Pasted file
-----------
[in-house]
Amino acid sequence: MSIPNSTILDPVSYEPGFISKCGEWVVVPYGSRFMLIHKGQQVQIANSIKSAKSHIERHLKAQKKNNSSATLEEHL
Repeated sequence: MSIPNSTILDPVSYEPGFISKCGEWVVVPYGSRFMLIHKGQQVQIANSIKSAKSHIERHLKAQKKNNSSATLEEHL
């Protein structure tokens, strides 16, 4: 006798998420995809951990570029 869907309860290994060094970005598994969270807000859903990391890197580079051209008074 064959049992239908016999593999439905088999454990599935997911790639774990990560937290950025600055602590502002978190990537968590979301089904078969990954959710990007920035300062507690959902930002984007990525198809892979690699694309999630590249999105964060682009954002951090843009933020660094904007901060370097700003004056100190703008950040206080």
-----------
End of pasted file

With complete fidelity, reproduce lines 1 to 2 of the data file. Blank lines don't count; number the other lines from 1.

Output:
[in-house]
Amino acid sequence: MSIPNSTILDPVSYEPGFISKCGEWVVVPYGSRFMLIHKGQQVQIANSIKSAKSHIERHLKAQKKNNSSATLEEHL